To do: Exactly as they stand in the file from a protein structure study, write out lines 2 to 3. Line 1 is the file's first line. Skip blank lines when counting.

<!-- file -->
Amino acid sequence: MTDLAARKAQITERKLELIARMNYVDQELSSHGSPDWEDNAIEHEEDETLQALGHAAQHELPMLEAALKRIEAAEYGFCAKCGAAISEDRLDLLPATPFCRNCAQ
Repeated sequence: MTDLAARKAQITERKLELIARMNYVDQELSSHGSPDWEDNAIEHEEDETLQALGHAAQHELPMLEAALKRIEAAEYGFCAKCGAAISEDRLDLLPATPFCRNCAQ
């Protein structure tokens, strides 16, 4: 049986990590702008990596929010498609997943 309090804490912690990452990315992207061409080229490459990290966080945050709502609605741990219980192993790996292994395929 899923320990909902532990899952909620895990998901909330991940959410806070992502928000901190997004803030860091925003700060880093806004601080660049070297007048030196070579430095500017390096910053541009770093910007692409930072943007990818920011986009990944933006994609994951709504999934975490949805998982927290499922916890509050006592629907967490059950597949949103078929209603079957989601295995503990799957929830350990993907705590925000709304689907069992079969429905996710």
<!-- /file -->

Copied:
Repeated sequence: MTDLAARKAQITERKLELIARMNYVDQELSSHGSPDWEDNAIEHEEDETLQALGHAAQHELPMLEAALKRIEAAEYGFCAKCGAAISEDRLDLLPATPFCRNCAQ
């Protein structure tokens, strides 16, 4: 049986990590702008990596929010498609997943 309090804490912690990452990315992207061409080229490459990290966080945050709502609605741990219980192993790996292994395929 899923320990909902532990899952909620895990998901909330991940959410806070992502928000901190997004803030860091925003700060880093806004601080660049070297007048030196070579430095500017390096910053541009770093910007692409930072943007990818920011986009990944933006994609994951709504999934975490949805998982927290499922916890509050006592629907967490059950597949949103078929209603079957989601295995503990799957929830350990993907705590925000709304689907069992079969429905996710």